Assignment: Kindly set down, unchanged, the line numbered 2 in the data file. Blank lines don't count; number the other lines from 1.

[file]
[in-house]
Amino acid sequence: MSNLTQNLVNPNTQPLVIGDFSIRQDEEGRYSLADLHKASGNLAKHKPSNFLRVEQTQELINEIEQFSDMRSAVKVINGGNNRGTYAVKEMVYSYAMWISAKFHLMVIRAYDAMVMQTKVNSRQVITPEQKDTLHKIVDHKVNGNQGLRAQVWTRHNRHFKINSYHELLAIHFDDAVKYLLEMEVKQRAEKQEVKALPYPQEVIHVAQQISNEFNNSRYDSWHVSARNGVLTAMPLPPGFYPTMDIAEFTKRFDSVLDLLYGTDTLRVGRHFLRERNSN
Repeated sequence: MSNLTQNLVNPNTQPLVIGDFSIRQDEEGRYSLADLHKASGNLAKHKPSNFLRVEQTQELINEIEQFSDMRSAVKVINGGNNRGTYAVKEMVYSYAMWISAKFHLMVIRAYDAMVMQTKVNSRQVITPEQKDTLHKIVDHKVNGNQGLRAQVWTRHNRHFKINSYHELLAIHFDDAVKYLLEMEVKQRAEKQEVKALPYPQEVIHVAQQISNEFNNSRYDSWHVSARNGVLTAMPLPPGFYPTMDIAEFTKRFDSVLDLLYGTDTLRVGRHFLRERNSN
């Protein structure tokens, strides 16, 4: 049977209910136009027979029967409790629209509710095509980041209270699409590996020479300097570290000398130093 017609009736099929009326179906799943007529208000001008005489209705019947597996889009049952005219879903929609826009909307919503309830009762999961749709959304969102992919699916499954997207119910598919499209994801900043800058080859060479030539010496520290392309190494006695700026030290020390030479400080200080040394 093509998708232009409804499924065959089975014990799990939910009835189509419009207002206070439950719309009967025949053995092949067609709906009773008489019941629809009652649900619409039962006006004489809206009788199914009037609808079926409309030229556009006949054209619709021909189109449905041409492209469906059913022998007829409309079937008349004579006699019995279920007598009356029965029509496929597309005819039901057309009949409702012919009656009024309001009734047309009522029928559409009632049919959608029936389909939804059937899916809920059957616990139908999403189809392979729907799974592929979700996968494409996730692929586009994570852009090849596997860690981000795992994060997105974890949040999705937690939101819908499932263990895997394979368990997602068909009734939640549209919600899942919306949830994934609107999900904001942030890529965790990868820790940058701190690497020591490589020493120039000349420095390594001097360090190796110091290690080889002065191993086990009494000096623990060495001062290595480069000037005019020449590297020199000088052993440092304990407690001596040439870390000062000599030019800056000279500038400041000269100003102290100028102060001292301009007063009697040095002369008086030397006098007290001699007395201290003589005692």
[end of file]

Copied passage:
Amino acid sequence: MSNLTQNLVNPNTQPLVIGDFSIRQDEEGRYSLADLHKASGNLAKHKPSNFLRVEQTQELINEIEQFSDMRSAVKVINGGNNRGTYAVKEMVYSYAMWISAKFHLMVIRAYDAMVMQTKVNSRQVITPEQKDTLHKIVDHKVNGNQGLRAQVWTRHNRHFKINSYHELLAIHFDDAVKYLLEMEVKQRAEKQEVKALPYPQEVIHVAQQISNEFNNSRYDSWHVSARNGVLTAMPLPPGFYPTMDIAEFTKRFDSVLDLLYGTDTLRVGRHFLRERNSN